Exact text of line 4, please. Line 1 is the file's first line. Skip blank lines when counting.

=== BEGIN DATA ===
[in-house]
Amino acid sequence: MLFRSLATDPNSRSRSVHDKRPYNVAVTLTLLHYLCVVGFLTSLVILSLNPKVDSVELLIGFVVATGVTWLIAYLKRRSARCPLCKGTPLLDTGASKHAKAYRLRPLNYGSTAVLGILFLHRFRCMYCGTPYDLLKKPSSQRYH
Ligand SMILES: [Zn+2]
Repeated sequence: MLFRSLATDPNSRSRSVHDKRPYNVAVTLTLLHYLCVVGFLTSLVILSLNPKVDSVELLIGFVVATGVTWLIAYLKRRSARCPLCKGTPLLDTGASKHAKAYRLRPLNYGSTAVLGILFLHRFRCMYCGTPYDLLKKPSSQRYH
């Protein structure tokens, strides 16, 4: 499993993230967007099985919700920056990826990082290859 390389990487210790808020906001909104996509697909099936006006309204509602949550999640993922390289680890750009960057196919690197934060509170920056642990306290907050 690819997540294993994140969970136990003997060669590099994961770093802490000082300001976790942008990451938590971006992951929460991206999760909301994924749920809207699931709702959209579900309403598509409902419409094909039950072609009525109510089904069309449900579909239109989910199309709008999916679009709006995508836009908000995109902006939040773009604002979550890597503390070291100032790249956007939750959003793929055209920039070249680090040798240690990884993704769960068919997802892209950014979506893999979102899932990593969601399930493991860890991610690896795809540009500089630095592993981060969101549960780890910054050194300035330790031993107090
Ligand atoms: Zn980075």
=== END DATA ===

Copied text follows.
Repeated sequence: MLFRSLATDPNSRSRSVHDKRPYNVAVTLTLLHYLCVVGFLTSLVILSLNPKVDSVELLIGFVVATGVTWLIAYLKRRSARCPLCKGTPLLDTGASKHAKAYRLRPLNYGSTAVLGILFLHRFRCMYCGTPYDLLKKPSSQRYH